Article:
First, let's address some misconceptions:
- The Topsider is a metal cannister vacuum pump that is being discontinued by the manufacturer, who has introduced the Liquivac to take it's place.
- The Topsider, or more correctly, the BigBoy-Topsider MVP (for multi-purpose vacuum pump), is still available at some on-line marine supply websites like West Marine. They generally sell for $46.99. As you can see, it's simply a mating of an old-stle gas can and a bicycle pump. Very crude.
- The new Liquivac, shown here in the Marina Pro packaging that will be sold in boatshops, is easier to store, more compact, more elegant of a design, and less prone to damage. The pump is in the "handle, and you unscrew the ball-end to begin using the pump. It retails for about $38.00. The Liquivac literature does suggest that you not drain your oil when it's extra hot, and mentions warping the container, and melting the hose. They suggest warming the oil for a few minutes, and then draining. This is the exact same method employed by boat dealers when their service departments are doing oil changes for their customers.
- The real pros use a system similar to this. It's the Shurflo Waterwolf Oil Changer, Model 3000-400. It runs off of your car or boat battery, has a high speed impeller pump, a 3.5 gallon bucket, and with a three position switch (on, off, reverse) can both provide suction and pump oil back into your engine. It retails for $149.99, but is on special at Boat U.S. for $99.00
- However, Don Swinford has created a car battery powered oil change rig from a simple J.C Whitney electric oil change pump, and a Gott gas can. I think the cost is about $20.00. He changes his oil hot out of the dipstick tube into this container that is made of essentially the same material as the Liquivac, but is of much thinner walled construction, and not at all designed to be used to hold hot motor oil.
- If it works for him, I think it would also work just as well using the Liquivac, so I am assuming that the warning from the Liquivac people is just a disclaimer, unless someone here has actually melted one while changing their oil.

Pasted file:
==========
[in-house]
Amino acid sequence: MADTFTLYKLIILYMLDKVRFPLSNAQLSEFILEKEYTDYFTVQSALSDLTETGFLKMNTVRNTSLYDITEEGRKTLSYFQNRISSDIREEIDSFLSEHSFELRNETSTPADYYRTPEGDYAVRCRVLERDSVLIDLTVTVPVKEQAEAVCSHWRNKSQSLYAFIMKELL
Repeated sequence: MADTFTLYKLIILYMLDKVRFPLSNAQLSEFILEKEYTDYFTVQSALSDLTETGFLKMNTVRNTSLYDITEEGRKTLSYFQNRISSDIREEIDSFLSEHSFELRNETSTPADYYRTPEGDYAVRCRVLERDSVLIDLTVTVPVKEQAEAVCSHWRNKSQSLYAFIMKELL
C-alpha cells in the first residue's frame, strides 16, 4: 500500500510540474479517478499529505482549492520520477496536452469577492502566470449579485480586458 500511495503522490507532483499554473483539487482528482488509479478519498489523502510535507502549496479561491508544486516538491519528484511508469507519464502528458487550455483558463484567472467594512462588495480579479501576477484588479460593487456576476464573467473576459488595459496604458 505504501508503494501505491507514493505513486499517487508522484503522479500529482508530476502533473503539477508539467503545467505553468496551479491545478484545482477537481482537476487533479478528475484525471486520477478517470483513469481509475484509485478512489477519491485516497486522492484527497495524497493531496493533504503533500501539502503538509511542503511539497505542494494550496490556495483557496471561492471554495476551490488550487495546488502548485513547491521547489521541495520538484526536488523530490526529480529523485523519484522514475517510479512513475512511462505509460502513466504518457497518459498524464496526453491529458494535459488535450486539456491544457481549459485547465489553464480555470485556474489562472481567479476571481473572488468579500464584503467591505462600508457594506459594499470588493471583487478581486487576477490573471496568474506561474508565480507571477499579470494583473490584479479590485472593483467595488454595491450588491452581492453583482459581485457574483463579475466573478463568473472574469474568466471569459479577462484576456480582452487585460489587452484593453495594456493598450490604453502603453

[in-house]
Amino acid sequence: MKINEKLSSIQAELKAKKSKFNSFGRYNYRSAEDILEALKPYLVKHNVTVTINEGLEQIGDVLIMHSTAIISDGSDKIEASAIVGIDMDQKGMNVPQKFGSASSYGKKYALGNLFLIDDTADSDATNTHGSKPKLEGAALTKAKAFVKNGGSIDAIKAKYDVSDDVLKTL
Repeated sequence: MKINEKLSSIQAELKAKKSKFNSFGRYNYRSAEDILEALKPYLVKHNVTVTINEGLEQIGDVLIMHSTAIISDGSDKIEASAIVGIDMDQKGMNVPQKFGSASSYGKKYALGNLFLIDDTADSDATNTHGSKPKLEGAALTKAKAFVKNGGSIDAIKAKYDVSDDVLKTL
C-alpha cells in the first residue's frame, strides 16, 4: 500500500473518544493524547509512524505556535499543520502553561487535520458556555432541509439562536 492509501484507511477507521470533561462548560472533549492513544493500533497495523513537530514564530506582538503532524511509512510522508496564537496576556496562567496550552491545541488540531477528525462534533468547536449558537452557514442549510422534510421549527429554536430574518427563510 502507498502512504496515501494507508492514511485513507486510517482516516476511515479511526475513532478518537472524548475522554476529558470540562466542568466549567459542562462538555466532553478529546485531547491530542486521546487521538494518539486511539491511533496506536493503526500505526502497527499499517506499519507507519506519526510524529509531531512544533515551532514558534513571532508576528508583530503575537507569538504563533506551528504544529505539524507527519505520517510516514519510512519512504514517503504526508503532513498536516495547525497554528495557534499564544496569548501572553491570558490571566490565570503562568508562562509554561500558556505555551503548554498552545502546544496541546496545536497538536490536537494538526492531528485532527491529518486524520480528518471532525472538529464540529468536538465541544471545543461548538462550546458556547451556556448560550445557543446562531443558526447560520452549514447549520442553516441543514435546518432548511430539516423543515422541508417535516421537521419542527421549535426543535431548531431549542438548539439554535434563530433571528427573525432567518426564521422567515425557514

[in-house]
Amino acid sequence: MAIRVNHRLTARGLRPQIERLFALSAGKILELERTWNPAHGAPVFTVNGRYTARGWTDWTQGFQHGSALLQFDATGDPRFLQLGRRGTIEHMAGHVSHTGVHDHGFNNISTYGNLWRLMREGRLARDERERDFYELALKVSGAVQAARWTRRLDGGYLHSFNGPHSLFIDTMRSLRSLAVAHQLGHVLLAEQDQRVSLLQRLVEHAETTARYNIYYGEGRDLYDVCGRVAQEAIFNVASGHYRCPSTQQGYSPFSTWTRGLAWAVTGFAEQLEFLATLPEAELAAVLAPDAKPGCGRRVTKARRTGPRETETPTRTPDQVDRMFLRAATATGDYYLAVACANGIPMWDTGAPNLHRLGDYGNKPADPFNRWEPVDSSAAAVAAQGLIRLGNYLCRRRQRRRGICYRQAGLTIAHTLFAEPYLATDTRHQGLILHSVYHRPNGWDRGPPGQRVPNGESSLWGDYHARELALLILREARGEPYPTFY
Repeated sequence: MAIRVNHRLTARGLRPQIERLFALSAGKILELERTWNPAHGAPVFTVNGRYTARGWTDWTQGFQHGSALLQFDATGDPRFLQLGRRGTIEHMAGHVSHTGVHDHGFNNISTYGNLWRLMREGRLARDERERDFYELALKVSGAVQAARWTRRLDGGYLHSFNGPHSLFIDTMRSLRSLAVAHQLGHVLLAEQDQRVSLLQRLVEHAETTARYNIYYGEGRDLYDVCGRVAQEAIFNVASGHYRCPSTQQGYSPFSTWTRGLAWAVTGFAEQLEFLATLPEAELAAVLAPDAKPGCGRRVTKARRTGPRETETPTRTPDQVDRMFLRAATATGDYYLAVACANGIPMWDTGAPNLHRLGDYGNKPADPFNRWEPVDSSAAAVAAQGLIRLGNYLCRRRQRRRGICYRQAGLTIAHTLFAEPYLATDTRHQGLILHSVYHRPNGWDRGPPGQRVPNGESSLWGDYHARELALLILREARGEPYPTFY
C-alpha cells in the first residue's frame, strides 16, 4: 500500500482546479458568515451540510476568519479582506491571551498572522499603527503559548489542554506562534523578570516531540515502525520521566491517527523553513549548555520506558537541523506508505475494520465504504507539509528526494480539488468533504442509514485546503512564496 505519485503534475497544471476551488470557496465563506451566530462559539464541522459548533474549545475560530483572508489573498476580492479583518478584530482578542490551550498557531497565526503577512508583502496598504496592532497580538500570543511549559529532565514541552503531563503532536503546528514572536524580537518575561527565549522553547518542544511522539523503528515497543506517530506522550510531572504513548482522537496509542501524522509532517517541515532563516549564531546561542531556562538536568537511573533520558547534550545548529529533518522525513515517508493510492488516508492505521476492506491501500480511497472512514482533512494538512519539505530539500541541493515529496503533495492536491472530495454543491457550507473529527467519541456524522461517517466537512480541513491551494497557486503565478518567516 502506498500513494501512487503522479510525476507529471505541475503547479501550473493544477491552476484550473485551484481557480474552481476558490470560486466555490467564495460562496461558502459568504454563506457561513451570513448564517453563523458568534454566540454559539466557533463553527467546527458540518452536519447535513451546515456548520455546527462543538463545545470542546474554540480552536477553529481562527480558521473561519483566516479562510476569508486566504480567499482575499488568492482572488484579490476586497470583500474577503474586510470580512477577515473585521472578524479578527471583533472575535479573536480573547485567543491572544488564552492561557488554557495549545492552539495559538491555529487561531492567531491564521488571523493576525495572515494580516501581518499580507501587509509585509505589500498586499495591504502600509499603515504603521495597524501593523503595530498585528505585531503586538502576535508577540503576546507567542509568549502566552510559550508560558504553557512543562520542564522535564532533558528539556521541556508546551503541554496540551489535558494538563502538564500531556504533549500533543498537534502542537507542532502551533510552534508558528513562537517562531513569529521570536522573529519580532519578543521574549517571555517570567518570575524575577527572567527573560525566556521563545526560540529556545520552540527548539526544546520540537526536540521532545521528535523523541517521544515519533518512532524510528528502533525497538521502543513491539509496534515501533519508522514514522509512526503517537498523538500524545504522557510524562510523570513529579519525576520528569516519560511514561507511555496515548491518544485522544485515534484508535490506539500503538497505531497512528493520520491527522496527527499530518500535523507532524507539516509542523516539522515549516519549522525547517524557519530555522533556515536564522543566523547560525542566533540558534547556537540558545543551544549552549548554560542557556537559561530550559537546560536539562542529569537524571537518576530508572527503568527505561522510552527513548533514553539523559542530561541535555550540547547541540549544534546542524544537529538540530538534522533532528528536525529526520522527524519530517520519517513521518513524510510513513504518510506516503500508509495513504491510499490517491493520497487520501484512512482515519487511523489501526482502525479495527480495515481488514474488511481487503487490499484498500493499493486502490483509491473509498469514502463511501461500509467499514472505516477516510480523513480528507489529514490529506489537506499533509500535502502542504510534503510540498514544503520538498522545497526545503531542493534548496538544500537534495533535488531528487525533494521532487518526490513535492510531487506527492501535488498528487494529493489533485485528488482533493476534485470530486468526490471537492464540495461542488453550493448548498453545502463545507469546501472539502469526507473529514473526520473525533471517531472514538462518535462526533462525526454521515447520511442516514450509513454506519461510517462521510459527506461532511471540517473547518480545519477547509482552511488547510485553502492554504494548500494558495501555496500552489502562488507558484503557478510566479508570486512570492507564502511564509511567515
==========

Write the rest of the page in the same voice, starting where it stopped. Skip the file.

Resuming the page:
Now, a litte comment on the raging "debate". I respect Larry Bible a great deal, and look to him as a truly senior member here who has paid his dues and contributed enormously to these forums. I don't want to have anyone view my following comments as an endorsement of what I see as an unwarranted attack on Larry that grew out of what was intended to be debate. Please Tracy, "Sarcasm is the shelter of the stupid and arrogant"? Go back and read your previous comments again, and see if that wasn't a hypocritical statement. Now, don't you owe someone an apology...? Larry has the remarkable distinction of having logged over three quarters of a million miles in Mercedes vehicles. Personally, that holds a lot of weight where I come from.
But Larry, I do have a question about the wisdom of changing oil the way you do. Your engine is at operating temperature when you are ready to change the oil, you place a pan under the drain plug, you open the filler cap, and finally open the drain plug to allow the oil to drain out overnight.
When you open up the engine like this, after the majority of the oil has drained, the hot engine will cause the cooler outside air to be pulled into the engine through the drain plug, as heat rises. When this happens, whatever moisture (water vapor) is still in the engine will combine with any moisture in the air being pulled inside, and start to form condensation in the engine. Will it not?
So if this is true, then isn't it better to use a suction oil changer that pulls the oil out of the dipstick and does not create this thermal updraft and condensation? The acids are formed as a result of the additional water vapor being present, so the question is just how much of a trade off is best? Condensation, or whatever minute particulate is present in a 3000 mile oil change interval.
I kind of favor the Waterwolf myself...
Just some liquid oxygen to add to the fire...